Lawrence S. Bloomberg Faculty of Nursing

Navi Mental Health Wayfinder

Louise Rose

Associate Professor (on leave)

“It takes a team.”

Dr. Louise Rose researches the care and management of patients requiring mechanical ventilation across the continuum of care, including in the emergency department, intensive care unit, step-down facilities, long-term care facilities and home. Her research is informing public policy and health care funding.

Dedicated to improving the experience of mechanically ventilated patients, Dr. Rose currently holds the TD Nursing Professorship in Critical Care Research at Sunnybrook Health Sciences Centre, previously held the inaugural Bloomberg Limited-Tenure Professorship in Critical Care Nursing, and has received a CIHR New Investigator award and a Career Scientist Award from the Ministry of Health and Long-Term Care.

At U of T Nursing, she draws from her practice experience on medical-surgical, cardio-thoracic and trauma intensive-care units in her teaching of the latest research that supports exemplary acute care, critical care and high dependency nursing. .

Dr. Rose is the Research Director of and an Adjunct Scientist with the Provincial Weaning Centre of Excellence at Toronto East General Hospital. One of the Centre’s mandates is to help individuals wean from mechanical ventilation. In 2011, the hospital presented her with the Chief of Staff Choice Award for Research Leadership. Dr. Rose is also an Adjunct Scientist at Mount Sinai Hospital, at the Li Ka Shing Institute at St. Michael’s Hospital and with the Institute for Clinical Evaluative Sciences.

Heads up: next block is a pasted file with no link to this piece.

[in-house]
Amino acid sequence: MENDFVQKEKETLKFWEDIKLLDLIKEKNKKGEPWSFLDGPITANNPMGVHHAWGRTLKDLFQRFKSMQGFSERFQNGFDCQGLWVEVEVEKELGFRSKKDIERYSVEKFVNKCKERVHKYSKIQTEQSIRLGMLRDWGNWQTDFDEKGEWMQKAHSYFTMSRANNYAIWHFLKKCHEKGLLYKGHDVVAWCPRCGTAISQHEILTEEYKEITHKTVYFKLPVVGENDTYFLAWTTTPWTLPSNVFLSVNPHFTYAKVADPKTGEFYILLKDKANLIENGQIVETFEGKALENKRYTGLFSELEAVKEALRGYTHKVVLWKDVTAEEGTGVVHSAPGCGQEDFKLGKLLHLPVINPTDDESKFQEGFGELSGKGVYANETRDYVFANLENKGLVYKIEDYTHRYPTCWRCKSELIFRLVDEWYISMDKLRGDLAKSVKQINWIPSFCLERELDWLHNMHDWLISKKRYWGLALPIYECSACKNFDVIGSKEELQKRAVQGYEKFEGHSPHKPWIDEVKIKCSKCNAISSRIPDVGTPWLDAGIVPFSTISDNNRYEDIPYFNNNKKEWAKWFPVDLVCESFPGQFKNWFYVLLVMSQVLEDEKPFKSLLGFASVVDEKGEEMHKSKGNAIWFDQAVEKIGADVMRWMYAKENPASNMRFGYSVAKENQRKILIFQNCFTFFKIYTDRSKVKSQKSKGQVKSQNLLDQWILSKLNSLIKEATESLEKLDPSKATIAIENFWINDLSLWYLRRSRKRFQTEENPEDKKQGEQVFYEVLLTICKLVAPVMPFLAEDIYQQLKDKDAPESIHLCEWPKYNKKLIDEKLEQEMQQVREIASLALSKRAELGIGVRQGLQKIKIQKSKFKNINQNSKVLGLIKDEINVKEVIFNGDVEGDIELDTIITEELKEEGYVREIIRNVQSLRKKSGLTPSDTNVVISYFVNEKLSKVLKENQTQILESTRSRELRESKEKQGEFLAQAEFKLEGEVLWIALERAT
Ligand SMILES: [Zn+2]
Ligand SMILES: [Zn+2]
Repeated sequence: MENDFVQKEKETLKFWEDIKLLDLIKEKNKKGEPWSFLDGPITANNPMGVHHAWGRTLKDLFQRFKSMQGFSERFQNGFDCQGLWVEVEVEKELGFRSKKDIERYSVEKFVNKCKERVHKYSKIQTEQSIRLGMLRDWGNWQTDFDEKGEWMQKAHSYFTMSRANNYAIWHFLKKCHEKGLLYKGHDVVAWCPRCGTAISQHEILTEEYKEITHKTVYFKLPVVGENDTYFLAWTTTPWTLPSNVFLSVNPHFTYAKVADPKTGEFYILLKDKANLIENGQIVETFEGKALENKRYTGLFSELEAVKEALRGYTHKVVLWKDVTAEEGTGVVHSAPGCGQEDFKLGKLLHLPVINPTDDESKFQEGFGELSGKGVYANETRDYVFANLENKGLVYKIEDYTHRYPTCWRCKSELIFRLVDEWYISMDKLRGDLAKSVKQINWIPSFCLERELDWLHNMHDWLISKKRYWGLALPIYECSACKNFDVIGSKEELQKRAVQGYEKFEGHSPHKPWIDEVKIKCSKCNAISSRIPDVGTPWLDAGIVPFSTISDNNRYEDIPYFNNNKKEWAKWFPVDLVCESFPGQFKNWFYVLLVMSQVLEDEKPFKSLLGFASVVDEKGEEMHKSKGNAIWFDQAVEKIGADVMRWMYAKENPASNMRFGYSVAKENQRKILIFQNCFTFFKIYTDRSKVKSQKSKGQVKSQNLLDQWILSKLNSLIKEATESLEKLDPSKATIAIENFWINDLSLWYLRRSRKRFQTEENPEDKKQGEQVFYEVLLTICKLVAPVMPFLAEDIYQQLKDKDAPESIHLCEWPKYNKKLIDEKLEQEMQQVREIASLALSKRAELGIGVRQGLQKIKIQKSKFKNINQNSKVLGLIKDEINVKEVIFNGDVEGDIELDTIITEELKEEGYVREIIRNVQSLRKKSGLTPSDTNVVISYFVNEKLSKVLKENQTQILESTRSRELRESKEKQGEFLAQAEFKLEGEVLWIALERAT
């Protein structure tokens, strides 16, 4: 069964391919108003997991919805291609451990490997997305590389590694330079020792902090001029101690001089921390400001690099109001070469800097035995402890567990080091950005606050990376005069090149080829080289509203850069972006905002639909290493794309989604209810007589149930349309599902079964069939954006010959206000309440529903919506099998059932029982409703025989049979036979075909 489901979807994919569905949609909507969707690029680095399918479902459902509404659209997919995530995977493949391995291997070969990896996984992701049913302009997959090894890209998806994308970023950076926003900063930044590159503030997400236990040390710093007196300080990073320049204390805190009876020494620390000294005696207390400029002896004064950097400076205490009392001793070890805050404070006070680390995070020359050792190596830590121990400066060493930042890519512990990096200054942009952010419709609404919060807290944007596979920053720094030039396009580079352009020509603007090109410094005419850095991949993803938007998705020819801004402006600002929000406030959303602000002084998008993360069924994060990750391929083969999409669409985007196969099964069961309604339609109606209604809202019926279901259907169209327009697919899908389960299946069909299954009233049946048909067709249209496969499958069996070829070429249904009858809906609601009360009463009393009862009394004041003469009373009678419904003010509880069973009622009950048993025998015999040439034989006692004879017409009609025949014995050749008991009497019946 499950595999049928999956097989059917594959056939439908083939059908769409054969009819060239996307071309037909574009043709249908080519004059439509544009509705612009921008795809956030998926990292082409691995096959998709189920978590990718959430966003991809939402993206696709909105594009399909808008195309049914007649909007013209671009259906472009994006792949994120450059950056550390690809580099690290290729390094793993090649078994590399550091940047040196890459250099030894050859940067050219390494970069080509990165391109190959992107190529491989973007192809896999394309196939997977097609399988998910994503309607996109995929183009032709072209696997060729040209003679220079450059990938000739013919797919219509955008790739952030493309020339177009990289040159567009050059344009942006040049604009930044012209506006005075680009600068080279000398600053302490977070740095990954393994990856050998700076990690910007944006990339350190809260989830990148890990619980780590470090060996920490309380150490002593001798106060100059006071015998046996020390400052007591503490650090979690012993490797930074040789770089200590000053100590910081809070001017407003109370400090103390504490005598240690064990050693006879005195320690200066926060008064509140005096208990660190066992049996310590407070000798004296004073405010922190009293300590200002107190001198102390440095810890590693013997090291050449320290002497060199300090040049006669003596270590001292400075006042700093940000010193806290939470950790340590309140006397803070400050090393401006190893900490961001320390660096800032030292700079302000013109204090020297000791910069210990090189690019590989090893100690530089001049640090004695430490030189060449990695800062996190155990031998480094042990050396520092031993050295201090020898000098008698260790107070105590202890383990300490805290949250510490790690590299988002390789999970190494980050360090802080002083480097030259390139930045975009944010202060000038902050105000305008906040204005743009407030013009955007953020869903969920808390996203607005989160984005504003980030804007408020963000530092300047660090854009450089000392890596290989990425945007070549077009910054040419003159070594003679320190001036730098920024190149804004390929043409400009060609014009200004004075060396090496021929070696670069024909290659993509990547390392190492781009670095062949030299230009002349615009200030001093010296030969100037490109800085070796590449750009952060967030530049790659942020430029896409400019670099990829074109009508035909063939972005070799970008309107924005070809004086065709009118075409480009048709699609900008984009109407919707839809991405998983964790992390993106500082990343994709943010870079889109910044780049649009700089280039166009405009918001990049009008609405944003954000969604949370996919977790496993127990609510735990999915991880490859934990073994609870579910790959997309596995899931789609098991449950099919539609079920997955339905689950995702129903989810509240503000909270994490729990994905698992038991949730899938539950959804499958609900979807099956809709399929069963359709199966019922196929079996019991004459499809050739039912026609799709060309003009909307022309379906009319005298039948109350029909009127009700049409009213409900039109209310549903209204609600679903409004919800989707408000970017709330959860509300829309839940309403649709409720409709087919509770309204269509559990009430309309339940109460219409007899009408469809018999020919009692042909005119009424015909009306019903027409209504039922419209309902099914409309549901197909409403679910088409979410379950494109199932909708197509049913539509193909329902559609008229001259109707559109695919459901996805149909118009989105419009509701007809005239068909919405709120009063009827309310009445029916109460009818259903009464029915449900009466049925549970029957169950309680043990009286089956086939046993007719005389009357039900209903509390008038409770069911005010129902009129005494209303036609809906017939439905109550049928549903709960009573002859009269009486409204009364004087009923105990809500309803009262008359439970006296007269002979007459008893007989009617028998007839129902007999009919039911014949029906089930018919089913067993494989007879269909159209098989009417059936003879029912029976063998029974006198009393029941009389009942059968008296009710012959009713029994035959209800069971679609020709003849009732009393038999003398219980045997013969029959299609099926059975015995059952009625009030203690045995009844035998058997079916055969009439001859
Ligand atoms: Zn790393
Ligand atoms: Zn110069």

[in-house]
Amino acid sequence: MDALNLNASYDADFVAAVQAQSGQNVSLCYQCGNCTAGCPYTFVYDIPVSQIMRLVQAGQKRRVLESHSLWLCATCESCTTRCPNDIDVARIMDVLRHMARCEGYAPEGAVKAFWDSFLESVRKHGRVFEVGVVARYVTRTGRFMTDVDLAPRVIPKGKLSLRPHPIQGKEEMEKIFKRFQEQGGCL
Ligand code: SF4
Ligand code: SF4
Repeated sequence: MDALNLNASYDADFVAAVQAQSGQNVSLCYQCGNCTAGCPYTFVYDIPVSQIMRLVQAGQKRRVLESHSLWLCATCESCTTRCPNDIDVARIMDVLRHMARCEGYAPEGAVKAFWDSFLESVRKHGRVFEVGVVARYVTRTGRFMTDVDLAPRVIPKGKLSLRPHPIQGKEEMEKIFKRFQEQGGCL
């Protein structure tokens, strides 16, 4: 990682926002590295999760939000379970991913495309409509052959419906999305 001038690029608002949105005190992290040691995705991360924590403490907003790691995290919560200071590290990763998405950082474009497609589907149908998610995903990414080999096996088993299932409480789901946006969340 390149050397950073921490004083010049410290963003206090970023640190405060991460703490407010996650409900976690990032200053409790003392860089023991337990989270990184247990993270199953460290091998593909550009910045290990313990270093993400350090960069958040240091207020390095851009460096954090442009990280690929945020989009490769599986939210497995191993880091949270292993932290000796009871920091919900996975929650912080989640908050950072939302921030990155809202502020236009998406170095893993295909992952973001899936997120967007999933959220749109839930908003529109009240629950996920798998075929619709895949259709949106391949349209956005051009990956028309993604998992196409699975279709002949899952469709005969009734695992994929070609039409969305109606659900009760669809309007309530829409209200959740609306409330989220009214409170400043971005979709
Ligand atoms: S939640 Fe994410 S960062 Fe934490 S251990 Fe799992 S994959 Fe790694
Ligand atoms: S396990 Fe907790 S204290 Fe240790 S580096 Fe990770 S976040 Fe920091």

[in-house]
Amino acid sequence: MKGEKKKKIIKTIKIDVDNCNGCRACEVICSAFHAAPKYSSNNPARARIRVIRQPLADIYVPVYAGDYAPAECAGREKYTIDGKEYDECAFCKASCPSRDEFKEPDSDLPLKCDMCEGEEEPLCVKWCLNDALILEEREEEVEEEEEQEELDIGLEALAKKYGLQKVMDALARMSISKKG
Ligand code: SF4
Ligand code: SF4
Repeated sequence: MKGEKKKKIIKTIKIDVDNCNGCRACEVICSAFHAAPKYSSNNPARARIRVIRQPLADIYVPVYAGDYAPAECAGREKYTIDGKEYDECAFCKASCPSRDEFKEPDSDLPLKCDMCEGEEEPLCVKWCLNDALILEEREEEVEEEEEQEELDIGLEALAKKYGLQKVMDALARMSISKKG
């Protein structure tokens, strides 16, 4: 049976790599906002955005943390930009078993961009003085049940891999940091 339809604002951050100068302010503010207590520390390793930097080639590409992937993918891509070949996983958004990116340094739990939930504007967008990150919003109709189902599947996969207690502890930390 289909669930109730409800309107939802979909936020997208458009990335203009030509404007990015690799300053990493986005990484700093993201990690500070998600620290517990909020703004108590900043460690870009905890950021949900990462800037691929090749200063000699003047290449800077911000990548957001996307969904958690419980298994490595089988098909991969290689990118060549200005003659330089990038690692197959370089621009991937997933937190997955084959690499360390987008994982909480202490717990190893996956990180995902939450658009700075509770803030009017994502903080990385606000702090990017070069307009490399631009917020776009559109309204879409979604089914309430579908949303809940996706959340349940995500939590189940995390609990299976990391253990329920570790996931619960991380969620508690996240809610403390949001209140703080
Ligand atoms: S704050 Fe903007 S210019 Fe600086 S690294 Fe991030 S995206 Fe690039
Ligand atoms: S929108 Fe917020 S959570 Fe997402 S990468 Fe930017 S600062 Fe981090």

• Academic Credentials
    2007 – PhD, University of Melbourne, Australia
    2002 – MN, University of Melbourne, Australia
    1998 – BN, Massey University, New Zealand
    1991 – Diploma in Nursing, Wellington Polytechnic School of Nursing, New Zealand
  • Publications
    Dr. Rose’s PubMed link is available here.

PhD Students / Trainees

Elena Luk

Daily Physical Restraint Interruption in Adult ICU Patients: A Pilot Randomized Controlled Trial

Preventing patient-initiated treatment interference is cited as the main reason for physical restraint use in adult ICUs. Yet, recent literature suggests physical restraints do not consistently prevent treatment interference and may be associated with more risk than benefit to patients. The primary purpose of Elena Luk’s pilot study is to examine the procedures for a definitive randomized control trial that will evaluate whether a daily physical restraint interruption intervention can improve patient outcome for adult patients restrained in the ICU.


Site Directory